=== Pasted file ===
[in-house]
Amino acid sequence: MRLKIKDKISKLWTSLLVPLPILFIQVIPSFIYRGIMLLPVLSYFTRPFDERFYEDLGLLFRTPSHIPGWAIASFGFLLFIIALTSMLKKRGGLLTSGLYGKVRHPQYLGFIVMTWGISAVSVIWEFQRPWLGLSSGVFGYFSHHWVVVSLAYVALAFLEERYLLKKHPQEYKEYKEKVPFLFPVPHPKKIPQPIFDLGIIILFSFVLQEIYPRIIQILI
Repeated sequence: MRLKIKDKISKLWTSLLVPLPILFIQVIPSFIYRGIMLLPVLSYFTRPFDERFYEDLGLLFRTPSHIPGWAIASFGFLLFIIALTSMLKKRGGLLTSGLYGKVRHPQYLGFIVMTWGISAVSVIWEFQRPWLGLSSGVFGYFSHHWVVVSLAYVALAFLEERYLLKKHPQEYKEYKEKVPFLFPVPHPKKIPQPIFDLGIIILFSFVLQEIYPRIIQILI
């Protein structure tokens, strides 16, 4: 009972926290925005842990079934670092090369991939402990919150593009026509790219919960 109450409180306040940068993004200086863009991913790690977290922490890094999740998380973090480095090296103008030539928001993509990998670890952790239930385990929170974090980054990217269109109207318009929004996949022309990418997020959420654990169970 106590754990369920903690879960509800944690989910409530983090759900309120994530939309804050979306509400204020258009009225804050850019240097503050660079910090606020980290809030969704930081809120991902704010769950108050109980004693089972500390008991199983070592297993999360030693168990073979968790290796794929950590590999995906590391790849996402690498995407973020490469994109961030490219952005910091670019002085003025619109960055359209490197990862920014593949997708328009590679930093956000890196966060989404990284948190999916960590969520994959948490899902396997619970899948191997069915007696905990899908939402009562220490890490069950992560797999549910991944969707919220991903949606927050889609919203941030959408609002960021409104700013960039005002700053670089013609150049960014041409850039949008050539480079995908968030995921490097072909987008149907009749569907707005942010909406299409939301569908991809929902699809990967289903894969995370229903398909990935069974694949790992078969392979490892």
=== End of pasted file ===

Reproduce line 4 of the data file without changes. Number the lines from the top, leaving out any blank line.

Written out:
């Protein structure tokens, strides 16, 4: 009972926290925005842990079934670092090369991939402990919150593009026509790219919960 109450409180306040940068993004200086863009991913790690977290922490890094999740998380973090480095090296103008030539928001993509990998670890952790239930385990929170974090980054990217269109109207318009929004996949022309990418997020959420654990169970 106590754990369920903690879960509800944690989910409530983090759900309120994530939309804050979306509400204020258009009225804050850019240097503050660079910090606020980290809030969704930081809120991902704010769950108050109980004693089972500390008991199983070592297993999360030693168990073979968790290796794929950590590999995906590391790849996402690498995407973020490469994109961030490219952005910091670019002085003025619109960055359209490197990862920014593949997708328009590679930093956000890196966060989404990284948190999916960590969520994959948490899902396997619970899948191997069915007696905990899908939402009562220490890490069950992560797999549910991944969707919220991903949606927050889609919203941030959408609002960021409104700013960039005002700053670089013609150049960014041409850039949008050539480079995908968030995921490097072909987008149907009749569907707005942010909406299409939301569908991809929902699809990967289903894969995370229903398909990935069974694949790992078969392979490892």